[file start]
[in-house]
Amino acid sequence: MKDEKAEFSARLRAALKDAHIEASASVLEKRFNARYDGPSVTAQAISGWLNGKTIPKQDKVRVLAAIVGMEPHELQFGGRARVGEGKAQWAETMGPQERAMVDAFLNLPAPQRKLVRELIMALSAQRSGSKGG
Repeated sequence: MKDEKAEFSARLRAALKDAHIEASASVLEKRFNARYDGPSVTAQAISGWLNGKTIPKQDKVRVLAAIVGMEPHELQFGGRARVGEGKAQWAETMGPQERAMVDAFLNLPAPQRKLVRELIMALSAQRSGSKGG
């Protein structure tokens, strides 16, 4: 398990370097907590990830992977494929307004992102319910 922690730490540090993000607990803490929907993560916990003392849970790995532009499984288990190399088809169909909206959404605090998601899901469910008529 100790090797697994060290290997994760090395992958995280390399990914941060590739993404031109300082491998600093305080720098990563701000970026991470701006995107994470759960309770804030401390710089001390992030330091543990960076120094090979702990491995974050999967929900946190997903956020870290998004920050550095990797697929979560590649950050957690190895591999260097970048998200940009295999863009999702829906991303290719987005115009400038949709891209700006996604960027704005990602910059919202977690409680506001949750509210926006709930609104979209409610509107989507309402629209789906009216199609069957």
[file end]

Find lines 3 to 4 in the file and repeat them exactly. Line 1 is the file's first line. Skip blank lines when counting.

Repeated sequence: MKDEKAEFSARLRAALKDAHIEASASVLEKRFNARYDGPSVTAQAISGWLNGKTIPKQDKVRVLAAIVGMEPHELQFGGRARVGEGKAQWAETMGPQERAMVDAFLNLPAPQRKLVRELIMALSAQRSGSKGG
């Protein structure tokens, strides 16, 4: 398990370097907590990830992977494929307004992102319910 922690730490540090993000607990803490929907993560916990003392849970790995532009499984288990190399088809169909909206959404605090998601899901469910008529 100790090797697994060290290997994760090395992958995280390399990914941060590739993404031109300082491998600093305080720098990563701000970026991470701006995107994470759960309770804030401390710089001390992030330091543990960076120094090979702990491995974050999967929900946190997903956020870290998004920050550095990797697929979560590649950050957690190895591999260097970048998200940009295999863009999702829906991303290719987005115009400038949709891209700006996604960027704005990602910059919202977690409680506001949750509210926006709930609104979209409610509107989507309402629209789906009216199609069957």